Conscription was an extremely divisive issue in Canada during the First World War. As the numbers of men enlisting in the Canadian Expeditionary Force dropped, the government began to seriously consider non-voluntary enlistment, also known as Conscription. The issue created deep wedges in Canadian society, pitting families, friends, neighbours, and community members against one another. In this assignment, you will discuss whether Conscription should have been instituted as a wartime measure. You will be placed into small groups, asked to take a position on the issue, and directed towards resources to help you conduct research that supports your position. You will also converse/debate with your group members about their arguments and supporting research.
Select Groups from the Tools dropdown menu on the navbar to find the group you have been assigned to.
Choose one of the following statements: “The Conscription Bill should have been instituted by the Canadian government in 1917 because….” OR “The Conscription Bill should not have been instituted by the Canadian government in 1917 because….” It is recommended that you do a bit of reading about Conscription first so that you understand what the debate was about. When choosing which side to support, think about how you would have felt at the time and place yourself in the shoes of a Canadian living in 1917 — would you have wanted Conscription to be enforced?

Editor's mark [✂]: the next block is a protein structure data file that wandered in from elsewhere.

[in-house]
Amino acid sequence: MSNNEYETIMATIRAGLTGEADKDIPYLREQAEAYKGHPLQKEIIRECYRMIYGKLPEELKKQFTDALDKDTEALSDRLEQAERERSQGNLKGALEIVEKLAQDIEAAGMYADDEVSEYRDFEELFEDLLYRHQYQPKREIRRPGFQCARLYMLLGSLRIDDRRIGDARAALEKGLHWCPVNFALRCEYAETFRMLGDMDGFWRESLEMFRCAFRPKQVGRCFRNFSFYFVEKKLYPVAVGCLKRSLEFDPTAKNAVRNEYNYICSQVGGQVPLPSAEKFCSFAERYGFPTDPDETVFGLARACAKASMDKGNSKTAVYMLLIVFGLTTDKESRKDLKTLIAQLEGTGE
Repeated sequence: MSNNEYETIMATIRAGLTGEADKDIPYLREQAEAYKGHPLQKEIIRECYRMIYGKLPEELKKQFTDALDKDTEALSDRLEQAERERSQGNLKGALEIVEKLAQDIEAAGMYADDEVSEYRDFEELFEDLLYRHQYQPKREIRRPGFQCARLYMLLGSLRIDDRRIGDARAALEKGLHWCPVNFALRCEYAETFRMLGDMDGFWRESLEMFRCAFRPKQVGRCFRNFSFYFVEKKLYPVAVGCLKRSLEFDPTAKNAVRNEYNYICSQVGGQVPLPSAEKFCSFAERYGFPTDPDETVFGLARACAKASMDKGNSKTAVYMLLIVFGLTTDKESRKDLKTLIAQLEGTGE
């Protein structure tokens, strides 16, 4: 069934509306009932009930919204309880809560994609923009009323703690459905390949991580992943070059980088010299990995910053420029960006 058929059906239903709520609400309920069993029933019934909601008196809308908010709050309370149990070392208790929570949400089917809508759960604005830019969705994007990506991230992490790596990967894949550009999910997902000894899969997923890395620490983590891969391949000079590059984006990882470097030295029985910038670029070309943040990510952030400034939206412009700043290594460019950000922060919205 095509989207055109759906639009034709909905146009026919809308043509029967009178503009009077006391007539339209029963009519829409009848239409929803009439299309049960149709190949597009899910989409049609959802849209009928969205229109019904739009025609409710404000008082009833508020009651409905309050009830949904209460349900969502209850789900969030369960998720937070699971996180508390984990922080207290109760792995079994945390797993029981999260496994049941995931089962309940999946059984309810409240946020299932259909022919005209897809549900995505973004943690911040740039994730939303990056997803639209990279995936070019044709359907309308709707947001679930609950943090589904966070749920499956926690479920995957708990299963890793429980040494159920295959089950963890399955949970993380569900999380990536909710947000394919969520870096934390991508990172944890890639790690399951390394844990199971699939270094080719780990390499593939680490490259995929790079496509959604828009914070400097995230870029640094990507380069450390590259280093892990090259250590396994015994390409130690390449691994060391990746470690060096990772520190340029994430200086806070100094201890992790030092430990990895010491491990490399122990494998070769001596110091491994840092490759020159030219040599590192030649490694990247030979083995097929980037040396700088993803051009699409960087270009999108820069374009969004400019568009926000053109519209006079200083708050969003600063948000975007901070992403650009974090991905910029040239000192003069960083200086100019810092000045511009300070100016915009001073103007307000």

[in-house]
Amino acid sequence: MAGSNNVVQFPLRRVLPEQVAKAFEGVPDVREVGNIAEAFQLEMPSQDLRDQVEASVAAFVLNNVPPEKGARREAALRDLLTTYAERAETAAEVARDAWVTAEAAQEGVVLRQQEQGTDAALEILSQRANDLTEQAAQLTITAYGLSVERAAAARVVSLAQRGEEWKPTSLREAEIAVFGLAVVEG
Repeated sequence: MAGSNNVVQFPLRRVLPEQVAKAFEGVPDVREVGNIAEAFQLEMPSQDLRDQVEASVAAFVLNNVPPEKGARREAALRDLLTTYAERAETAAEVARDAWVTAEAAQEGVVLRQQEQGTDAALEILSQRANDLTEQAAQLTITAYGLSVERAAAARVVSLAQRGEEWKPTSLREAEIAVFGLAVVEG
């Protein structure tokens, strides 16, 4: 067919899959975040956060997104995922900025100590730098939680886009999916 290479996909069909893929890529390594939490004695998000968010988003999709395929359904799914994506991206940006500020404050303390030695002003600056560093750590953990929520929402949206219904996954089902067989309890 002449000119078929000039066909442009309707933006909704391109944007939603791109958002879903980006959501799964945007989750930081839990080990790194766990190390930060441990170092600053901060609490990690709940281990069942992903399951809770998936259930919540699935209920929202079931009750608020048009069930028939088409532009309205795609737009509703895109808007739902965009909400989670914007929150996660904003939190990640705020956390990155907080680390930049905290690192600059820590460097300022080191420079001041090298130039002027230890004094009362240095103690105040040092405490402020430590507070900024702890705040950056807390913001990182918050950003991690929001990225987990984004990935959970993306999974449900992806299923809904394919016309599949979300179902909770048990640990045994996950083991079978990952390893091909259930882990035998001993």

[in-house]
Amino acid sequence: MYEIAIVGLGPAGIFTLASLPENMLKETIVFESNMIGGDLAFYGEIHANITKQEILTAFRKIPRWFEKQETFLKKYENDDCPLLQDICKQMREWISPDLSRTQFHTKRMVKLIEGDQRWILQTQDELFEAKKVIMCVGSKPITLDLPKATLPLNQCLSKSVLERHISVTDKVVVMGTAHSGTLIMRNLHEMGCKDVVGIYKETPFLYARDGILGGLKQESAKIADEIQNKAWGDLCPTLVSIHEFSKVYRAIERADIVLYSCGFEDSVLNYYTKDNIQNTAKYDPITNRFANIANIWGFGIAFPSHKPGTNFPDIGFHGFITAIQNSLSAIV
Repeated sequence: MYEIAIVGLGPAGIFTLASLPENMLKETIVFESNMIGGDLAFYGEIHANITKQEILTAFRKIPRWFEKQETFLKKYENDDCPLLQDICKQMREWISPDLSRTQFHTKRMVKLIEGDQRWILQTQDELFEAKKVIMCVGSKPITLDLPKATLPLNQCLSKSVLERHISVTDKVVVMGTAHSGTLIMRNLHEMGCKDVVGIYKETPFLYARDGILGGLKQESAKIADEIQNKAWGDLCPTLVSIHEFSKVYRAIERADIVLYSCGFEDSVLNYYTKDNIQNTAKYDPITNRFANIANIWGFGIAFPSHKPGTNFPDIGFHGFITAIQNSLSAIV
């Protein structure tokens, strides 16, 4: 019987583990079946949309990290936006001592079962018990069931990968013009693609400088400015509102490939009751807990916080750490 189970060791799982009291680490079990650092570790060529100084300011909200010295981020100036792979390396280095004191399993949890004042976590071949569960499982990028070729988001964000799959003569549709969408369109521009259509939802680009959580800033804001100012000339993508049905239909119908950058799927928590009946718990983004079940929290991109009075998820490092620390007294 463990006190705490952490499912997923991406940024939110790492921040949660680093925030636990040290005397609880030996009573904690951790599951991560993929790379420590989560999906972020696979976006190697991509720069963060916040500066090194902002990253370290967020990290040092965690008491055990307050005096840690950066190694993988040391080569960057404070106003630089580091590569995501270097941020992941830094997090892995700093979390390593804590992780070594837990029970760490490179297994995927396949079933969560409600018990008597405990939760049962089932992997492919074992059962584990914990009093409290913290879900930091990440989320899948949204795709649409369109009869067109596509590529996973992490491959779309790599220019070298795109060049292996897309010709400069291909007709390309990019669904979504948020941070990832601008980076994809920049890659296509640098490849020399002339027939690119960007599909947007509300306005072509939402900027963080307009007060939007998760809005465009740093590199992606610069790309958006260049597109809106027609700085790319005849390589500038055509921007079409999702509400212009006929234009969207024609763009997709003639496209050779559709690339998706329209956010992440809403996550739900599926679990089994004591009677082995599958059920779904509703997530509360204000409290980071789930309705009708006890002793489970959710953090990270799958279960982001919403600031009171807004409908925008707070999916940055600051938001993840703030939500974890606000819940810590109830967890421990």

Part I: Gather Information and Prepare/Post Your Argument
You will then consolidate the relevant research into a concise report that clearly addresses the question of whether Conscription should have been instituted by the Canadian government.
Examples of possible sources:
A. M. Willms, “Conscription, 1917: A Brief for the Defence,” The Canadian Historical Review 37 (4) (1956): 338-351.
W. R. Young, “Conscription, Rural Depopulation, and the Farmers of Ontario, 1917-19,” The Canadian Historical Review 53 (3) (September 1972): 289-320.
M. Djebabla, “Fight or farm”: Canadian Farmers and the Dilemma of the War Effort in World War I (1914-1918),” Canadian Military Journal 13 (2) (Spring 2013): 57.
Desmond Morton, “Did the French Canadians Cause the Conscription Crisis of 1917?” Canadian Military History, 24 (1): 89
Gordon L. Heath, “The Protestant Denominational Press and the Conscription Crisis in Canada, 1917-1918,” Historical Studies 78 (Annual 2012): 27.
Andrew Theobald, “Une Loi Extraordinaire: New Brunswick Acadians and the Conscription Crisis of the First World War,” Acadiensis 34 (1) (Autumn/Automne 2004): 80-95.
- Again, you are strongly encouraged to look beyond these sources for others that will also help support your argument.